Technology in Education

Much has been written and said about how technology has revolutionized and will continue to revolutionize the world of education and most especially the language teaching industry.

From the time I used a vinyl record which was upgraded to a cassette tape, then VHS and VCR to CDs and DVDs to online streaming, podcasts and YouTube, the means to expose students to a brave new world seem limitless.

But… how much has it changed for educators? Ok, I remember once I had to carry a portable record player on the bus to share a song with my very first English learners back in 1985/1986. Now I can carry the world in my mobile and so can the students. But what can we do with this amazing new world and how to access all this potential or at least some of it? Where can you find relevant material? How can you use it?

A study involving 240 MA education graduates in the US and Canada revealed that 50% of them received no form of ICT (Information and Communication Technology) training. And 70% were not prepared to teach the language using technology.

Being a teacher in the 21st Century involves much more than having the latest gadget: projectors, intelligent whiteboards, high-speed internet, etc.

Teachers have to keep up with changes in

  • Student performance standards
  • New teaching approaches
  • How to make the most out of educational technology

There is still a huge gap between theory and practice with all the risks and problems that accompany the adoption of new technologies.Image result for theory practice gap

Technology today is broadly used for:

  • Downloading relevant material
  • Word processing
  • Different data show /PowerPoint resources
  • Voice and video recording
  • Even the humble email /text messaging
  • Exposure to authentic language
  • Dictionary / translation tools
  • Language practice using Siri or any other voice-activated personal assistant
  • Waze and other apps   (Waze is a community-driven GPS and navigational app which can be set to the language the student is learning and needs practice with)

Technology is still rarely used in:

  • Mind-mapping, in case you’re wondering what mind mapping is (I had no clue either): According to Wikipedia “mind map is an easy way to brainstorm thoughts organically without worrying about order and structure. It allows you to visually structure your ideas to help with analysis and recall.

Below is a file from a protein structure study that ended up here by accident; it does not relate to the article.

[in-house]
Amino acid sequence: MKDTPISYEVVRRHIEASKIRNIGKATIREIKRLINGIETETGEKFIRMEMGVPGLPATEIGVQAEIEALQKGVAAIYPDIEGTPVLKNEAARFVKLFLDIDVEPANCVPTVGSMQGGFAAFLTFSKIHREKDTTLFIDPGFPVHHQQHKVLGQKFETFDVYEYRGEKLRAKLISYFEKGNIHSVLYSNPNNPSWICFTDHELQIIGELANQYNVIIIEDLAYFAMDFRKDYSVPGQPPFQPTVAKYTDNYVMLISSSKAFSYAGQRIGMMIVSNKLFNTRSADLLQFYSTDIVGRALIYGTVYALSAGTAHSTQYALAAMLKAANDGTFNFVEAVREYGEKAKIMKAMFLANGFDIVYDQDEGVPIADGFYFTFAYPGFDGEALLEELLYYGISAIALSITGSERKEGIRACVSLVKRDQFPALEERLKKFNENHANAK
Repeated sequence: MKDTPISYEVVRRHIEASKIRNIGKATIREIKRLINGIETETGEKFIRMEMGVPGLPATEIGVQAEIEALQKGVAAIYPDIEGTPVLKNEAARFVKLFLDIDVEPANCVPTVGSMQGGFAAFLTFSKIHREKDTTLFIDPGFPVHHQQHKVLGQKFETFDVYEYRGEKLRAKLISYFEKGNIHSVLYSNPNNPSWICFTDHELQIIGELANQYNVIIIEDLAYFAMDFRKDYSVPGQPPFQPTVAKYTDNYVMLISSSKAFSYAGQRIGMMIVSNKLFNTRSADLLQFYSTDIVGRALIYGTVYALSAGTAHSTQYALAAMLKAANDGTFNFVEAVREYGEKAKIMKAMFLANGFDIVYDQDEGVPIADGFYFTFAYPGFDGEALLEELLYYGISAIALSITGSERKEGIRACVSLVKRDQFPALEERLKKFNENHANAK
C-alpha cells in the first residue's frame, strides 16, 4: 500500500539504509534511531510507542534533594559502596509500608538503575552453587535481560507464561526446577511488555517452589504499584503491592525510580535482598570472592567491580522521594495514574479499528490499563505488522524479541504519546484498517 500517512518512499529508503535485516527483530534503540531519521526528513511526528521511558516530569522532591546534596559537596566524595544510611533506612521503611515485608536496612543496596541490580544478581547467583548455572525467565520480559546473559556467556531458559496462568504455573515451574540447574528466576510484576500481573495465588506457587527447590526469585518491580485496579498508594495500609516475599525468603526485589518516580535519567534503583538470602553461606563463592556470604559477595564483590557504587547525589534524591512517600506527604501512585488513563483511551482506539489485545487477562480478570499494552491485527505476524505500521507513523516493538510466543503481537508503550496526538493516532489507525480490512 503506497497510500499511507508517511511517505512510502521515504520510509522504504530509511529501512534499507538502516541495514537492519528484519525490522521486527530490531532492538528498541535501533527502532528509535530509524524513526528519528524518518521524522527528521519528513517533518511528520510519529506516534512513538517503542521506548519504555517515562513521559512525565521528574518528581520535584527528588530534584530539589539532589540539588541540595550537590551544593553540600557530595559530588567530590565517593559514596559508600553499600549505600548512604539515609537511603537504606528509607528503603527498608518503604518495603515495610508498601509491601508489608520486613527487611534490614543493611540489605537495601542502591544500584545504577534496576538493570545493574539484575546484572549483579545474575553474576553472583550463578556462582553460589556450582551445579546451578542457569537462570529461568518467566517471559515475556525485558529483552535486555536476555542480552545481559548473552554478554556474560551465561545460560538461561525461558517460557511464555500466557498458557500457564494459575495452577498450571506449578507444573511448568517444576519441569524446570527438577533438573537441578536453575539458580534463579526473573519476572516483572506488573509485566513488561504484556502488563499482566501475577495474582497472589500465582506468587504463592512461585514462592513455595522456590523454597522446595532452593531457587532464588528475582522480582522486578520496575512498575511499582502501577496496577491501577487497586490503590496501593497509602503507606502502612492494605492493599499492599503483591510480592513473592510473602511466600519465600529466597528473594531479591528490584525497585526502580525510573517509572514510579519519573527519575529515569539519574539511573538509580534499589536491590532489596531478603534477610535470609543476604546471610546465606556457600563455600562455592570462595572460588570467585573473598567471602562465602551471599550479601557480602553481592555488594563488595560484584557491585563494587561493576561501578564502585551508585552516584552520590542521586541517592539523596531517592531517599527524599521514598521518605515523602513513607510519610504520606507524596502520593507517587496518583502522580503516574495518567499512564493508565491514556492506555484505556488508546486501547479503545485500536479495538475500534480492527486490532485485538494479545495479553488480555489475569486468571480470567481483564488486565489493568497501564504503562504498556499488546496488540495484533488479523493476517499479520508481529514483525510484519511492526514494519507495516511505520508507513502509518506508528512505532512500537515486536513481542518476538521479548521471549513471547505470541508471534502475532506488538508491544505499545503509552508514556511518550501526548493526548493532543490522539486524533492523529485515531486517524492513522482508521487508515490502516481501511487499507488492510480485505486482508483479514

A mind map is a diagram for representing tasks, words, concepts, or items linked to and arranged around a central concept or subject using a non-linear graphical layout that allows the user to build an intuitive framework around a central concept. A mind map can turn a long list of monotonous information into a colorful, memorable and highly organized diagram that works in line with your brain’s natural way of doing things.

A mind map can be used as a simplified content management system (CMS). It allows you to store all your data in a centralized location to stay organized. With the various mind mapping software programs out today, you can attach files to different branches for even more flexibility. You can also change to various different views in order to find one that suits you best”;

  • Education blogs; and
  • Voice threads (“VoiceThread is a totally web-based application that allows you to place collections of media like images, videos, documents, and presentations at the center of an asynchronous conversation“).

Why is it that most teachers are hesitant to integrate ICT?

Fear! Fear of what? Of losing control. Of making mistakes. Of “breaking” the equipment or program.

So, in addition to having access to technology teachers must be trained in how to best use the technology at their disposal, be offered technical support and troubleshooting solutions.

When given control, good teachers will be excited and curious about adopting the latest technologies.

Cheers,

Mo

“Teach me the Present Perfect or I’ll die”

Ok, maybe he didn’t ask me with THOSE EXACT WORDS, but you get the gist. I decided to give a present to a friend of mine who was on vacation but wouldn’t be able to travel. I was feeling like a Genie and the magic lamp and offered him 3 wishes regarding English learning. I said I’d teach him 3 lessons for free and asked him what he would he like to study or review.

Right off the bat he said:

The present perfect, Mo. I don’t know how to use it.”